Google, Microsoft, Facebook and Yahoo file motions to reveal NSA data requests
Microsoft and Google filed motions to the FISA court in August,
but the proceedings were delayed at the US government’s request
to allow time to negotiate. Since then no common ground has been
found between the state and the tech giants.
On Monday, Google updated its request, asking for the company to be “allowed to publish detailed statistics about the types (if any) of national security requests we receive under the Foreign Intelligence Surveillance Act, including Section 702.”
“Given the important public policy issues at stake, we have also asked the court to hold its hearing in open rather than behind closed doors. It's time for more transparency," Google’s director of law enforcement and information security, Richard Salgado, and the director of public policy and government affairs, Pablo Chavez, wrote in a blog post.
The company’s stance is that “the levels of secrecy that have built up around national security requests undermine the basic freedoms that are at the heart of a democratic society."
Microsoft also amended its petition on September 9 as it earlier pledged to work with Google in their bid to release Foreign Intelligence Surveillance Act (FISA) request information.
Meanwhile, the battle for transparency was joined by Facebook and Yahoo!, who also decided to file their claims to the Foreign Intelligence Surveillance Court.
The US government hasn’t done enough to “adequately address” the public concerns about “whether their information is safe and secure with internet companies,” says Facebook's vice president and general council, Colin Stretch.
"We believe there’s more information that the public deserves to know, and that would help foster an informed debate about whether government security programs adequately balance privacy interests when attempting to keep the public safe," he said.
In its petition, Facebook asked to publish the total number of orders it receives relating to physical searches, business records and wiretap orders, as well as the total number of users, who had their messages and other personal content released to the NSA.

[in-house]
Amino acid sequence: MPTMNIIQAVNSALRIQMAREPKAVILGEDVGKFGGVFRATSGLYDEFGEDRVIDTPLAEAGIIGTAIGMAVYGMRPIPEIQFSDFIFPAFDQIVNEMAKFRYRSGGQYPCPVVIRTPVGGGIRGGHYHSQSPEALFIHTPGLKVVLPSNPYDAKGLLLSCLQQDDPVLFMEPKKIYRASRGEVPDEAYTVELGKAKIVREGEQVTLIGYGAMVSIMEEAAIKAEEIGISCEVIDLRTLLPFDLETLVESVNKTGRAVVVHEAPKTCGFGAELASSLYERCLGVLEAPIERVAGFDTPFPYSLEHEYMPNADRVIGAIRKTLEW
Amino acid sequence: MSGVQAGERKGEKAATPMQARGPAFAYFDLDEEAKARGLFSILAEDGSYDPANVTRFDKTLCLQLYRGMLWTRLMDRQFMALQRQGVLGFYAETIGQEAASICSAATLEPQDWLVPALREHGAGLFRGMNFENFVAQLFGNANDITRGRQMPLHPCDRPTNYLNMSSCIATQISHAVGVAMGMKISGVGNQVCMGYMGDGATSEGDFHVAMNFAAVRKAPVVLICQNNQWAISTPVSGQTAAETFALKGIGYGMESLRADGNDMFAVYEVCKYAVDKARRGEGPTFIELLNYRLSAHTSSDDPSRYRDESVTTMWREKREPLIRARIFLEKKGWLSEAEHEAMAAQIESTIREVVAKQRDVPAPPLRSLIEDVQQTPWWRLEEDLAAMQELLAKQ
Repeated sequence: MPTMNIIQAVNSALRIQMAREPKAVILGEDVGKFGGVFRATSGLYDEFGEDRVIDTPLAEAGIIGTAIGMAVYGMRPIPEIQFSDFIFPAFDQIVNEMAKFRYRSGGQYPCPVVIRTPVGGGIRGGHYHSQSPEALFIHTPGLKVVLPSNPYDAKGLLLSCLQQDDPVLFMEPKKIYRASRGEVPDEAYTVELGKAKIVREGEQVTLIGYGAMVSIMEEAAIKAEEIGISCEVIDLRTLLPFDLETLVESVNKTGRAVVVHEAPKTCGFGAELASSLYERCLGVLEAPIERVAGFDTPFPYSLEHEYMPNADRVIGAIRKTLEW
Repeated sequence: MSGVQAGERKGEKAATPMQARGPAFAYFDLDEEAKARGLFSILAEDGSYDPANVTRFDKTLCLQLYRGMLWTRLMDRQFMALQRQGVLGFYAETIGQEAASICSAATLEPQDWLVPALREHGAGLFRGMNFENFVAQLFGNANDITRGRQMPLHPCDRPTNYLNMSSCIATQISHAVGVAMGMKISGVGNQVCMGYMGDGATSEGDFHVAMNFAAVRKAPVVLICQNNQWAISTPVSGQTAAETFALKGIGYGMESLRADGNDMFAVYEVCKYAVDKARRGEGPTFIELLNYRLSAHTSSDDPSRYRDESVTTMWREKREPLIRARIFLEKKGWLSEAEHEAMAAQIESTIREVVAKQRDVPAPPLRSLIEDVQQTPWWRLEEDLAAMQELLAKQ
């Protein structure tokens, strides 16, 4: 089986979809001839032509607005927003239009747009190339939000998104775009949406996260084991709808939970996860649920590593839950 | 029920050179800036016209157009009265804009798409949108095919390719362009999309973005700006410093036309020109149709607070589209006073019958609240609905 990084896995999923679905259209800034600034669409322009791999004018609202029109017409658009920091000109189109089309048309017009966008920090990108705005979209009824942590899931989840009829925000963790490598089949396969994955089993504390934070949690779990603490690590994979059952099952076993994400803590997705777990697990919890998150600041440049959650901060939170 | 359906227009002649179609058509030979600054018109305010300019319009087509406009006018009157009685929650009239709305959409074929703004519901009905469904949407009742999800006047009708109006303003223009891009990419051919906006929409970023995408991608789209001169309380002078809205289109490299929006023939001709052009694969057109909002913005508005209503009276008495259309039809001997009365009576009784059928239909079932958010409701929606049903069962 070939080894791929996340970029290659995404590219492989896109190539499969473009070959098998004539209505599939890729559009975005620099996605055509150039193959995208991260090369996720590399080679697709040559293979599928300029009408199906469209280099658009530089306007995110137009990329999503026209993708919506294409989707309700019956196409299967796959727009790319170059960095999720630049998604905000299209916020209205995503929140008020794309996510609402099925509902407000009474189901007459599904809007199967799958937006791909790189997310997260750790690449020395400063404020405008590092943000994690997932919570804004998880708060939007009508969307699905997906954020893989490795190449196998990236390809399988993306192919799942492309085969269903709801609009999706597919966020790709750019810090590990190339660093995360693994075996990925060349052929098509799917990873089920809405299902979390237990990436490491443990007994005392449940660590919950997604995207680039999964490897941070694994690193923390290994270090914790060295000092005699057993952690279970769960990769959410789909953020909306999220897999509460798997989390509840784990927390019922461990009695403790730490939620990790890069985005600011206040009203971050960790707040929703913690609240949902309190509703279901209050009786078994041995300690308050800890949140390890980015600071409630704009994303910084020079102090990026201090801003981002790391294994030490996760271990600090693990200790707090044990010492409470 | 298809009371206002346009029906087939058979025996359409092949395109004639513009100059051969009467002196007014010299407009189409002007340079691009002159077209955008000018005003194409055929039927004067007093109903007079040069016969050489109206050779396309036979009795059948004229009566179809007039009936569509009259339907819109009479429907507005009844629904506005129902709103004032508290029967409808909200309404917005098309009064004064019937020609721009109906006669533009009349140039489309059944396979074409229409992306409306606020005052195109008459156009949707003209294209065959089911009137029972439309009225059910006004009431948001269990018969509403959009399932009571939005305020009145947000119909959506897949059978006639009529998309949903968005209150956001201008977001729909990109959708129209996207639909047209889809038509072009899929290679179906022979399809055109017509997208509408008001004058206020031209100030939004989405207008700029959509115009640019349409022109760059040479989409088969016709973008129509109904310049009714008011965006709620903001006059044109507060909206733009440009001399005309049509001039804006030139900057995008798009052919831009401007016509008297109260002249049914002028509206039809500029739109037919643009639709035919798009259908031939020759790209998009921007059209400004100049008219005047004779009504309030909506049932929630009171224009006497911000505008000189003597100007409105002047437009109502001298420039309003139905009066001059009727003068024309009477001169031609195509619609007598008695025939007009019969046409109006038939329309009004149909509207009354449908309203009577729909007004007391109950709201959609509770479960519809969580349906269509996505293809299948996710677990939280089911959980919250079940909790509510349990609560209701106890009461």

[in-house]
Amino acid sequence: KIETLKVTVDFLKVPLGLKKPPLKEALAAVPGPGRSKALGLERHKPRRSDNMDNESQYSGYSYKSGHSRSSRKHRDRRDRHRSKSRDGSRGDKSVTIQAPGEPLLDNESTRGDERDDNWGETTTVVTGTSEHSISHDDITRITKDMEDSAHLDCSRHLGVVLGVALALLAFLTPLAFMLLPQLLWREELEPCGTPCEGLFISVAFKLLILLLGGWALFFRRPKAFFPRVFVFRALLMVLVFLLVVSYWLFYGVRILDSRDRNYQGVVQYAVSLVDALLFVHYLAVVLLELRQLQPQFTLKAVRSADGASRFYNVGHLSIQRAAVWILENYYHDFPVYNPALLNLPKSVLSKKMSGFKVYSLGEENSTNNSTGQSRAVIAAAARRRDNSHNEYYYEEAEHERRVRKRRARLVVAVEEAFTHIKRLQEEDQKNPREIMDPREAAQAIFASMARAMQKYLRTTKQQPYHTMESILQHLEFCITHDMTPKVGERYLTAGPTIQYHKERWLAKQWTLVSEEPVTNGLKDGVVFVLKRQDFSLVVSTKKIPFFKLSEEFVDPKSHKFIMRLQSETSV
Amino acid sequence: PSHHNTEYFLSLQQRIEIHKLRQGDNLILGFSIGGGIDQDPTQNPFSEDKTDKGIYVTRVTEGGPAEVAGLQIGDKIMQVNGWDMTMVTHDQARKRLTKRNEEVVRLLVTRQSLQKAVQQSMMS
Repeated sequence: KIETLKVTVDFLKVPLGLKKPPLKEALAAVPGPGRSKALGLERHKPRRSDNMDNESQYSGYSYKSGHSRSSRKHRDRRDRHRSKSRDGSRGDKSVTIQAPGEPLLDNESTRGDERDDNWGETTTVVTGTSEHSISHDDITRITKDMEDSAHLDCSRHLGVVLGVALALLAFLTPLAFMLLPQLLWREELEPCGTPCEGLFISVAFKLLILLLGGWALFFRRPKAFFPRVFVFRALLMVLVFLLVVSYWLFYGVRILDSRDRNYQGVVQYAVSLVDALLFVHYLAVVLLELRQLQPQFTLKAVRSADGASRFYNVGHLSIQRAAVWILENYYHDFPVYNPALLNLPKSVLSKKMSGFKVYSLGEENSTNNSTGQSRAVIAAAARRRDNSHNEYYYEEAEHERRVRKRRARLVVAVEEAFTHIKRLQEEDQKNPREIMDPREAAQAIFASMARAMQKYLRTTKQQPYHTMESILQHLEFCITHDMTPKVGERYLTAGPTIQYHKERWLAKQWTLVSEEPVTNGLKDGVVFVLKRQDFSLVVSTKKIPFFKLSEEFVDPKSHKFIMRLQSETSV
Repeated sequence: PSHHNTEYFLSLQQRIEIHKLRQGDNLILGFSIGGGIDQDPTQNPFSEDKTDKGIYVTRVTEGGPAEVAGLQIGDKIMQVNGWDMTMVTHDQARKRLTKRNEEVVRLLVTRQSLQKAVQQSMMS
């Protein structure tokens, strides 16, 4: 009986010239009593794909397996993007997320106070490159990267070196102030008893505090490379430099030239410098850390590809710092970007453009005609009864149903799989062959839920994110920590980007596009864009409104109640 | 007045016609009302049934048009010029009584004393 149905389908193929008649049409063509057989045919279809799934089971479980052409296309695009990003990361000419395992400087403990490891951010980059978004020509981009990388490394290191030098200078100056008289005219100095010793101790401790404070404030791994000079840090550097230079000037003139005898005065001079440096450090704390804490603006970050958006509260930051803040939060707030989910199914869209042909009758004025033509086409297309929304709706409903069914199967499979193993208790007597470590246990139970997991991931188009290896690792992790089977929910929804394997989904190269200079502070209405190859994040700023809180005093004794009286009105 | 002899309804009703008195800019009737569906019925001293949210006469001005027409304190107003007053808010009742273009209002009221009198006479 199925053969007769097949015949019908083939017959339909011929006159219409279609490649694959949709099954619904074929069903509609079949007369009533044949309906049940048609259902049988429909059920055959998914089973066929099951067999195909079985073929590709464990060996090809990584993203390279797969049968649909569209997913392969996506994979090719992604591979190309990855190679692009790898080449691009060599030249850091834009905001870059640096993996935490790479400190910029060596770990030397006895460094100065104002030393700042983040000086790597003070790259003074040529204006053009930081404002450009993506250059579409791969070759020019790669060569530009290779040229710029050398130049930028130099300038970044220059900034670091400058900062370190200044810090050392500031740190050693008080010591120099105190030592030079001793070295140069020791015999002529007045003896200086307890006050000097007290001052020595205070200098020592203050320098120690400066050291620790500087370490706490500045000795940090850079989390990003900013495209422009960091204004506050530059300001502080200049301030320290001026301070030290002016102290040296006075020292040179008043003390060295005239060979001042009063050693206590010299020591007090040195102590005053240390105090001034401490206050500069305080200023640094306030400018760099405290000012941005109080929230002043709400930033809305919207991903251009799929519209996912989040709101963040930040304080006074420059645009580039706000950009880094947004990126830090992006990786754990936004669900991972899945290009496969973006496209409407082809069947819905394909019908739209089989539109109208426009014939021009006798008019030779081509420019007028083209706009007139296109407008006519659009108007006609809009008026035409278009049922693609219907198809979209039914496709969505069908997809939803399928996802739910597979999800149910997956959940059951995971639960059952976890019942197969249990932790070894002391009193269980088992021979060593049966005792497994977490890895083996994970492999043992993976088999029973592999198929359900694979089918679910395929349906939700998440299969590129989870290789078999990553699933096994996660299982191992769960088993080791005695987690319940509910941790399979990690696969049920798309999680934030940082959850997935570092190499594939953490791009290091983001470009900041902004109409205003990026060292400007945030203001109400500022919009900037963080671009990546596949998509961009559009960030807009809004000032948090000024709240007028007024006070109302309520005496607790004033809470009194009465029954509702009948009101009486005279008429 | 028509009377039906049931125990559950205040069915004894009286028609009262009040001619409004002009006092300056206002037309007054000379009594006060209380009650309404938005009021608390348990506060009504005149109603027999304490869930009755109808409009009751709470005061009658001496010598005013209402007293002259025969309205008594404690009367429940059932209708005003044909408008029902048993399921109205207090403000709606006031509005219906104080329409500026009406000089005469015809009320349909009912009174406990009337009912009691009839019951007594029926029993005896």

Yahoo filed a petition similar to Google's as the company named
specific FISA orders, on which it wanted to publish more details.
The company says it has been unable to engage fully in the debate about whether the government has “properly used its powers”, because it has imposed a restraint on Yahoo's freedom of speech.
"We believe that the US government's important responsibility
to protect public safety can be carried out without precluding
internet companies from sharing the number of national security
requests they may receive," Ron Bell, general counsel for
Yahoo, Is cited by the Guardian.
"Ultimately, withholding such information breeds mistrust and suspicion – both of the United States and of companies that must comply with government legal directives," he added.
Google and Microsoft, Facebook and Yahoo have been allegedly been involved in giving the National Security Agency access to customer data under the program known as Prism. The Internet giants are now determined to correct “false claims” and reports about what they have provided to the government.
Yahoo spokeswoman Suzanne Philion explained in an e-mail to AP that "these actions stem from a common interest in ensuring that we can provide the most accurate information to the public about the national security requests we receive from the US government."
In the wake of the first NSA disclosures by the agency’s former contractor Edward Snowden, lawmakers in the US and abroad have debated whether or not the secretive surveillance programs, such as Prism, strike the proper balance between privacy and security.
President Barack Obama and his administration has made numerous claims that those operations exist with significant oversight to prevent any abuses, including constitutional violations, but other documents released by Snowden in the wake of the first disclosures have shown that the NSA has accidentally collected personal correspondence of Americans at least thousands of times annually.
According to their latest report, the federal government is spending millions to find a way to keep those companies collecting data that invades the privacy of those outside the US.
According to the latest Snowden leak, released earlier this month, the NSA and its British counterpart have circumvented the encryption methods used to secure emails, chats and essentially most Internet traffic that was previously thought to be protected from prying eyes.
The price tag for such an endeavour, the Guardian reported, is around a quarter-of-a-billion dollars each year for just the US, and involves not just intricate code-breaking, but maintaining partnerships with the tech companies that provide seemingly secure online communications.
“The files show that the National Security Agency and its UK counterpart GCHQ have broadly compromised the guarantees that Internet companies have given consumers to reassure them that their communications, online banking and medical records would be indecipherable to criminals or governments,” James Ball, Julian Borger and Glenn Greenwald reported.
The director of US national intelligence, James Clapper, has responded by saying the government would simply not be doing its job if it did not use legally dubious techniques to track down communications.
“Throughout history, nations have used encryption to protect their secrets, and today, terrorists, cyber-criminals, human traffickers and others also use code to hide their activities,” read the statement issued on September 6.